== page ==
When did you decide to use digital images instead of real animals in Noah?

Outside moral and ethical issues, it’s just a very unrealistic thing to do practically as well as not fitting my vision for the film. It’s just very hard to work with exotic animals. I did it on The Fountain, and I didn’t know what was involved. We shot in Montreal, and the monkeys came across the country in cages by road. The conditions of how they traveled and their living conditions were pretty tough. I just remember being very disturbed by it.

  • Noah, a Paramount Pictures release, opens in theaters nationwide on March 28. View the film trailer at noahmovie.com.

How have advances in computer-generated imagery made it possible for filmmakers to avoid using animals?

None of this was possible when we first started making movies. I don't think there was one digital shot in my first two movies. We did some manipulations with early digital work, but it was just starting, so everything’s changed. I mean we were making films without cellphones when I began and just starting to cut digitally. Anything's possible now—that’s the amazing thing. And I think you move a lot quicker and a lot better in a digital universe.

How did your experiences with The School for Field Studies give you a better appreciation for animals and the natural world?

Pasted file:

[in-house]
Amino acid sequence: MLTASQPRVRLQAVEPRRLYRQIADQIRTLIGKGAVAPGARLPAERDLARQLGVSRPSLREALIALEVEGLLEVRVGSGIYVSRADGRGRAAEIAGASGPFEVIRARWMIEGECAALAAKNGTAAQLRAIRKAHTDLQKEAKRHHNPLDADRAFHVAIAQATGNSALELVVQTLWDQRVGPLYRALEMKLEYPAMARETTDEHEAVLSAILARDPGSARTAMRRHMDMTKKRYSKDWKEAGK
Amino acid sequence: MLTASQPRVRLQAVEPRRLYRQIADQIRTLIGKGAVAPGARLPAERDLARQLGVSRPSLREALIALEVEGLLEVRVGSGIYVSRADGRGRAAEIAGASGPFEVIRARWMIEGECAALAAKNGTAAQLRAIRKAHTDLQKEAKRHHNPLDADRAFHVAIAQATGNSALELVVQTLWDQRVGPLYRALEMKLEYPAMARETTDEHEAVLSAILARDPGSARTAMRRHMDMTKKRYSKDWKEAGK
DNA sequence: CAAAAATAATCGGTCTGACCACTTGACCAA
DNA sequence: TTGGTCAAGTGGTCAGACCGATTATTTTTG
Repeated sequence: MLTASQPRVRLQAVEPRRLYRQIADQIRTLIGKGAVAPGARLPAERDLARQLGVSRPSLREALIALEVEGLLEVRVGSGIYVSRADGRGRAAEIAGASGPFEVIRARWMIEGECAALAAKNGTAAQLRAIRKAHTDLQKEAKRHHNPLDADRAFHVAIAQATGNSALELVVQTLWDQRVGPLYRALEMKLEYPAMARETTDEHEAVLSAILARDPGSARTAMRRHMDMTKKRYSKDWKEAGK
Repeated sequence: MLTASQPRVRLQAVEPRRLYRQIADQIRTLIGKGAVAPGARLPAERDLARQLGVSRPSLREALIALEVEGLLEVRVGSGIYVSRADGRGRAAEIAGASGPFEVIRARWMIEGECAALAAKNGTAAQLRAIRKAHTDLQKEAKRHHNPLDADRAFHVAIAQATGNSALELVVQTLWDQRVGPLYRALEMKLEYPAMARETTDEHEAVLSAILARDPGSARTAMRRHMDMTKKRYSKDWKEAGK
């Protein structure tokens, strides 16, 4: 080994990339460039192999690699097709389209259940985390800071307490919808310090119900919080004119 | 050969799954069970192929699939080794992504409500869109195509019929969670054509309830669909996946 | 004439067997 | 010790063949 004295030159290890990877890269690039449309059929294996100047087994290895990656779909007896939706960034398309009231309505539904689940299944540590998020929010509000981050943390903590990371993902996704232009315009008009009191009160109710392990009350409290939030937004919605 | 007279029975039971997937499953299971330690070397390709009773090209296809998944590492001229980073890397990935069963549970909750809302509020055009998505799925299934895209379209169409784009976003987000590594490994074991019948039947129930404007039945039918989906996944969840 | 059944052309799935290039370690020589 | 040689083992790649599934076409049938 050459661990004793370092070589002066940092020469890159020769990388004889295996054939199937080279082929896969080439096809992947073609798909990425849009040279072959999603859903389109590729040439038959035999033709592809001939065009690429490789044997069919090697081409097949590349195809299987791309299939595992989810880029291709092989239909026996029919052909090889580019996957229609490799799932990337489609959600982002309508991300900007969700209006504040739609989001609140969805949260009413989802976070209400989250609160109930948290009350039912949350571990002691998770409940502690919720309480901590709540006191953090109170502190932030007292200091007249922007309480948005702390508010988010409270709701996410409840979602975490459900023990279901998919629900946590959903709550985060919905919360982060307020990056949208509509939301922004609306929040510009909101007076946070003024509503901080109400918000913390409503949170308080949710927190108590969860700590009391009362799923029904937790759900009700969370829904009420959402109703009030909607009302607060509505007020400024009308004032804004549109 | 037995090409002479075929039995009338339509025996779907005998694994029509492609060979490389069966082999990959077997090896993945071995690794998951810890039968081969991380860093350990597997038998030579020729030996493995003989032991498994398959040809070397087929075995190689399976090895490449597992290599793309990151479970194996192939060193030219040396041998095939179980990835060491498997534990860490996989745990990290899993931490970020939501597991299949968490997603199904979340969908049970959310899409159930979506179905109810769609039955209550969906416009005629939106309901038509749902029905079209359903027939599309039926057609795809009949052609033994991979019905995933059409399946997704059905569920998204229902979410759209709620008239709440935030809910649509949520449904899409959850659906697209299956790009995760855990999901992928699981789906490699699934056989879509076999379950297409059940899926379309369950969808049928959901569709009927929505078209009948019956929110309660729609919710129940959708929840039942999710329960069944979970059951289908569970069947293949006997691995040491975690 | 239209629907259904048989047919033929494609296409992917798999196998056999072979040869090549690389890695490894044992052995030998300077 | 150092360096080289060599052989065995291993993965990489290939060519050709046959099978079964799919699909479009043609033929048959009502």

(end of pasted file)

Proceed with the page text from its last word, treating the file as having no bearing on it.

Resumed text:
They take high school and college students and stick them in environmentally sensitive areas to do biological research. When I was 16, I went with them to Kenya. I spent five weeks studying ungulates, which are animals that stand on their hooves. The year after that, I went with them to Alaska and studied thermoregulation in harbor seals.

So I’ve been involved with environmental issues since I was 16. Most of my charity work today is with The School for Field Studies because that’s what did it for me. How they think about balancing environmental issues with people is a big part of their mission statement. It’s not just about preserving habitat anymore. We’ve crossed that bridge where we’re invading every environment. There’s no more sanctuary. It’s about trying to figure out some way to get balance.

After winning a film award for The Fountain, you used the money to establish a scholarship for inner-city kids to participate in The School for Field Studies’ programs. What inspired you to do that?

I grew up in an urban environment in Brooklyn, and having the chance to experience extreme natural environments changed everything for me. I wanted to help give that opportunity to kids who wanted to escape their concrete jungles.

Which animal protection issues are you most passionate about?

For me, I don’t know if it’s one concern, one species. It feels like it’s a much, much larger issue right now. It’s just about trying to bring as much awareness about what’s going on as possible. It seems like it’s now or never. A lot of things have passed a tipping point according to most people. There are very few things that aren’t endangered that are in their original habitat. The time is now to change things.